The enterance to the Federal Triangle Metro station gated and padlocked with a "Station Closed" sign on the gate. (Photo: Astrid Riecken)

Eleven Metro stations will close Friday and two more on Saturday until after the inauguration. (Photo: Astrid Riecken)

Jan. 14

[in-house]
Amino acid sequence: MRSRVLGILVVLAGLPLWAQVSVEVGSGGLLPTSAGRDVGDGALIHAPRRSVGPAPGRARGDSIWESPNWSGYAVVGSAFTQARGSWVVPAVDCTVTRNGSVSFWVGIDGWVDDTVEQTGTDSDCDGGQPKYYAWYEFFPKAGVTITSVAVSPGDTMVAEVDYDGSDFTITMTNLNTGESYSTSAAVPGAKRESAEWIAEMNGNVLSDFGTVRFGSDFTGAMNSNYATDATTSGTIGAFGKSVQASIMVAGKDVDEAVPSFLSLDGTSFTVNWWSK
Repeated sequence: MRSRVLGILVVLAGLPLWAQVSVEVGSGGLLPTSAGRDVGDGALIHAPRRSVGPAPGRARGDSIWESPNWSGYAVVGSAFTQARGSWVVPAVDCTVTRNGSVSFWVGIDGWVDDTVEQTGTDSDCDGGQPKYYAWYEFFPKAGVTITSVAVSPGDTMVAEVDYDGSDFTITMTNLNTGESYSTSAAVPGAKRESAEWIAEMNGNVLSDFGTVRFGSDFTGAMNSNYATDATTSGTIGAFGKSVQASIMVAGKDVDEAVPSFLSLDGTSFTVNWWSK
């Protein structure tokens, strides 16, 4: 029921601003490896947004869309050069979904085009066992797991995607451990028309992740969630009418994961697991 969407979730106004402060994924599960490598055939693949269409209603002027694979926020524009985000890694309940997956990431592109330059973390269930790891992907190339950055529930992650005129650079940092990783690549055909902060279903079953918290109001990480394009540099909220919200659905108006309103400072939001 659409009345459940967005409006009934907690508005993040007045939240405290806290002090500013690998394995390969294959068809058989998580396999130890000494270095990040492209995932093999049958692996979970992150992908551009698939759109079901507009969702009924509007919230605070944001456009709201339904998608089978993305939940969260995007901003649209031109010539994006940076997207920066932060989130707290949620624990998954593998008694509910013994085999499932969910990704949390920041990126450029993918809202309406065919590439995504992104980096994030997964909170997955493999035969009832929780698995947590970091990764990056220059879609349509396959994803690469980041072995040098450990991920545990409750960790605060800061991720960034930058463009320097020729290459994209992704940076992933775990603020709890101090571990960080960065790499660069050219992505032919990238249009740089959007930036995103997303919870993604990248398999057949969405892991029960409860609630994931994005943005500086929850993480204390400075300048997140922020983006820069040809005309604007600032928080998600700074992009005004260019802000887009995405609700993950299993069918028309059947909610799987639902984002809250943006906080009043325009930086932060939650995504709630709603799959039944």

The Washington Area Metropolitan Transit Authority will close 13 Metrorail stations this week ahead of Wednesday’s inauguration of Joe Biden and Kamala Harris. They will remain closed through Jan. 21. During the time, Metro said in a press release Wednesday, trains will pass through the closed stations without stopping. Also, trains will run on a Saturday schedule of every 12 minutes on the Red Line and every 15 minutes on the Blue, Orange, Green, Yellow and Silver lines. Beginning this Friday, Metro will close 11 stations – Farragut North, Judiciary Square, Union Station, Archives/Navy Memorial, Arlington Cemetery, Farragut West, McPherson Square, Federal Center SW, Capitol South, Smithsonian and Federal Triangle. On Saturday, the Metro Center and Gallery Place/Chinatown stations will also close. Twenty-six Metrobus routes that go through the expanded security perimeter will also be re-routed. Buses will operate on a normal schedule, except on Inauguration Day when they will run on a Saturday schedule. “We are working closely with our regional and federal partners to keep the public safe during this National Special Security Event and to discourage travel within the secure zone,” Metro General Manager Paul Wiedefeld said in the statement. “While we are supporting law enforcement plans to enhance security, we are also keeping essential services in place for our residents who need to get to work, to medical appointments and to grocery stores.” Many streets downtown have already been closed, mainly in the downtown central business district from east of the Capitol to the Lincoln Memorial and from Independence Avenue K Street NW. Beginning at 6 a.m. Friday, all parking garages in the restricted area will be blocked off and any vehicles in them must remain until after the inauguration. Constitution Avenue from Frist Street NW to Second Street NE, Independence Avenue from Washington Avenue SW to Second Street SE, First Street from Constitution Avenue NE to Independence Avenue SE and East Capitol Street NW from First to Second streets have already been closed.